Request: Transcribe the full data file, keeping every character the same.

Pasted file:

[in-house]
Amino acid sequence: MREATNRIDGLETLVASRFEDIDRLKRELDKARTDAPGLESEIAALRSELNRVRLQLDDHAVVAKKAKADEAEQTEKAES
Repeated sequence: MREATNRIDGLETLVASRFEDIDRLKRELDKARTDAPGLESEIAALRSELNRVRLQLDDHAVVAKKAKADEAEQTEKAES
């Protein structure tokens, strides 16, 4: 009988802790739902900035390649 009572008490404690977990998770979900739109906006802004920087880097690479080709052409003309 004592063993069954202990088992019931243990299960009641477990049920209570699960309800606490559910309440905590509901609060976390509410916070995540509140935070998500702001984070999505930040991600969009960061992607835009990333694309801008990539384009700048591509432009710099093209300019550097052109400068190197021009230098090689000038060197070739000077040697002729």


[in-house]
Amino acid sequence: MREATNRIDGLETLVASRFEDIDRLKRELDKARTDAPGLESEIAALRSELNRVRLQLDDHAVVAKKAKADEAEQTEKAES
Repeated sequence: MREATNRIDGLETLVASRFEDIDRLKRELDKARTDAPGLESEIAALRSELNRVRLQLDDHAVVAKKAKADEAEQTEKAES
């Protein structure tokens, strides 16, 4: 009988802790739902900035390649 009572008490404690977990998770979900739109906006802004920087880097690479080709052409003309 004592063993069954202990088992019931243990299960009641477990049920209570699960309800606490559910309440905590509901609060976390509410916070995540509140935070998500702001984070999505930040991600969009960061992607835009990333694309801008990539384009700048591509432009710099093209300019550097052109400068190197021009230098090689000038060197070739000077040697002729």